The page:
Atofau v. Tu’ugaifo;

Series: 1ASR | Year: 1923 | 1ASR356
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ATOFAU, FAASEGI and AFA, Plaintiffs


TU’UGAIFO, Defendant

No. 46-1918

High Court ofAmerican Samoa

Civil Jurisdiction, Trial Division

[“Matai” name: “Save” of Leone]

April 26, 1923


SYDNEY D. HALL, President, LUTU, Associate Memher and LEAANA, Associate Member


These proceedings are the result of a dispute as to who, because of a vacancy existing in the “matai” name “Save”, shall hold the name and assume control over the properties and over the affairs of the family Save.

This name belongs to thevillageofLeoneand the properties involved as far as the Court can learn are all located within or adjacent to the limits of said village.

The trial of this case has taken considerable time and the Court and the parties involved have gone into all matters in connection with these proceedings most thoroughly. The Court has carefully gone over the testimony and statements involved in connection with these proceedings and investigation has disclosed the fact that the testimony contradicts itself in a great many instances and as a result of these contradictions the Court has had to exercise, as it has tried to in all instances, its best judgment and to decide whose favor the weight of testimony and evidence exists. [1ASR357]

This name “Save”, and of course this holds good of all other “matai” names in American Samoa, had an origin. There is some dispute as to just how the name originated and by whose authority it originated. Certain of the testimony ascribes the origin to Maiava; certain of the testimony ascribes the original to Tuitele. The testimony agrees in this point: that the name was presented on the naming of a person to the “matai” name “Save” to the head of the family Tuitele, for his approval together with Fiu and Maiava.

There is a difference in the testimony as regards to just who held the name Save down to the person Losi who held the name Save. From there the testimony agrees as to who held the name Save and it seems upon Losi obtaining the name an unfortunate thing occurred, the name was split and we have this thing happen: that two persons at the same time were holding the same “matai” name and this condition continued down to the time of the holding of the name by the last “matai” Save-Matapuaa. This split in the name also resulted in the practical division of the properties. One branch of the family holding and cultivating certain properties and the other branch of the family holding and cultivating certain other properties, and as the Court has already stated, the attempt to name or designate a person to hold the name “Save” has resulted in no agreement on the part of the members of the family and because of this state of affairs matters have come before the Court and resulted in these proceedings.

It is an impossibility for the Court to determine a direct line of hereditary descent from the first Save to the last Save but if there is any balance of the testimony in favor of anyone in this action it lies in favor of Tu’ugaifo. Both candidates for the name, the testimony discloses, are true sons of previous Saves, Tu’ugaifo of Save Tee and Faasegi of Save Taeago, and the claim to the right to the [1ASR358] name as presented to the Court by Tu’ugaifo evidences more clearly a true line of descent from the original Save than the claim as presented by the opposing side.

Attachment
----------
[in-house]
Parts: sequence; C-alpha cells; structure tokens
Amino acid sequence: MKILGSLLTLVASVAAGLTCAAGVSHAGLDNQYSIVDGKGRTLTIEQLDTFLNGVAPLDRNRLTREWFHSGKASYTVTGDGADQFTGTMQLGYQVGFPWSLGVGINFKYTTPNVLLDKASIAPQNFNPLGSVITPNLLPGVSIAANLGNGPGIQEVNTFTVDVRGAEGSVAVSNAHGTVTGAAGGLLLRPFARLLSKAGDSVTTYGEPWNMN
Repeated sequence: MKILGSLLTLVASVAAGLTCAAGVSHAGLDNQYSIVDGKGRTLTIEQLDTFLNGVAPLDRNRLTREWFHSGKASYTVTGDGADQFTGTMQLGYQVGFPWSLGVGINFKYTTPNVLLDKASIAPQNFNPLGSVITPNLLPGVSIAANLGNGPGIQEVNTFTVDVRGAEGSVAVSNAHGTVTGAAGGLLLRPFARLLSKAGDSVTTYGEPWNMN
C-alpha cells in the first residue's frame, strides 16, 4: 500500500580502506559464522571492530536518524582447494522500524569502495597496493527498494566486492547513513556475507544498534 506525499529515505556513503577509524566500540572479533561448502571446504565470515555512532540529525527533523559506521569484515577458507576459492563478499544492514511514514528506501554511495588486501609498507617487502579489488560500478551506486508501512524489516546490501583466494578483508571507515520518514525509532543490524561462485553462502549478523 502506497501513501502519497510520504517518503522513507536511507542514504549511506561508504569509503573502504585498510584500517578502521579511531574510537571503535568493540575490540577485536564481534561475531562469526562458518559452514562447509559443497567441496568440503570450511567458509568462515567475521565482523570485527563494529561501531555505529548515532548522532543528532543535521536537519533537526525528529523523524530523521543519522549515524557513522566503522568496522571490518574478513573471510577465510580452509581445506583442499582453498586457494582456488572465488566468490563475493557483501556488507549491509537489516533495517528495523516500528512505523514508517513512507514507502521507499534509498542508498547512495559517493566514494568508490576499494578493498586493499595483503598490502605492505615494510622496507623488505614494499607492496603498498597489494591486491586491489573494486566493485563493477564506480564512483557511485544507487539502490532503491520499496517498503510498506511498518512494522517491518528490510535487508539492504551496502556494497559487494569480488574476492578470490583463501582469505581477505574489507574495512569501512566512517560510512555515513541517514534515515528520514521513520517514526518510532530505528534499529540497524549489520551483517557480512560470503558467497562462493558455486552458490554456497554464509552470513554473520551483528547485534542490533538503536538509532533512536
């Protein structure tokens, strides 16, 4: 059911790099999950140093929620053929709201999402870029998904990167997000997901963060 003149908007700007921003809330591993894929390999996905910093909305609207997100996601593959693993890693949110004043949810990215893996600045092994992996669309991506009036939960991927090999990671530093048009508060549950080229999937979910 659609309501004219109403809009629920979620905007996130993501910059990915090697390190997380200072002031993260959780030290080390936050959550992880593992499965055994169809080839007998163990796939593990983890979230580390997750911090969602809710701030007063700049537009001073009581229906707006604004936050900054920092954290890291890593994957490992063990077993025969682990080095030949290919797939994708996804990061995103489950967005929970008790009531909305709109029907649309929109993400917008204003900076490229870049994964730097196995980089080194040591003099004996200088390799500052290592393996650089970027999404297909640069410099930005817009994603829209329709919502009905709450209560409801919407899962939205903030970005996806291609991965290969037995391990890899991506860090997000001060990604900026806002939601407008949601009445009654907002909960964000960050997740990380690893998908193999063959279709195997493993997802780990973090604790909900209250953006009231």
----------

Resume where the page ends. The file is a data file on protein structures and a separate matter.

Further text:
This case is made especially difficult because of the fact, as the Court has already mentioned, that the name was split, and at this time the Court desires to state that in using the expression “the name was split” it intends to convey this meaning, that the authority involved in the name was divided between two persons.

This division of names is a practice indulged in to some extent in American Samoaand should be frowned on by all people as it results in only one thing and that is the weakening of the name and the gradual wiping out of the name in time. Authority of a name can rest only in one person and if it is divided it means weakness in the first place and perhaps other difficulties occurring. The authority in all names rests primarily in the family. There is in this connection at times certain conditions that have to be taken into consideration and considered in connection with the authority involved in the family.

In the handing down of a decision the rights to property have also to be taken into consideration, and the general family rights.

Rendered by Judge Hall

April 26th, 1923



This cause coming on to be heard and it appearing that the Defendant did on 1st day of March, 1919, file notice of his intention to register himself under the “matai” name “Save” and because of this attempt objections arose thereto on the part of certain so-called members of the family.

Within the period as required by the Regulations objections to the registration of this name were made by [1ASR359] certain people who designated themselves as members of the Save family, and as a result of these objections the matter was properly brought before the High Court, and as a result of the proceeding’s had:


First. The “matai’ name shall rest in one person, and in this instance that person is Tu’ugaifo who will hold the name Save until such time as he either resigns from the name; or is removed for proper cause; or dies.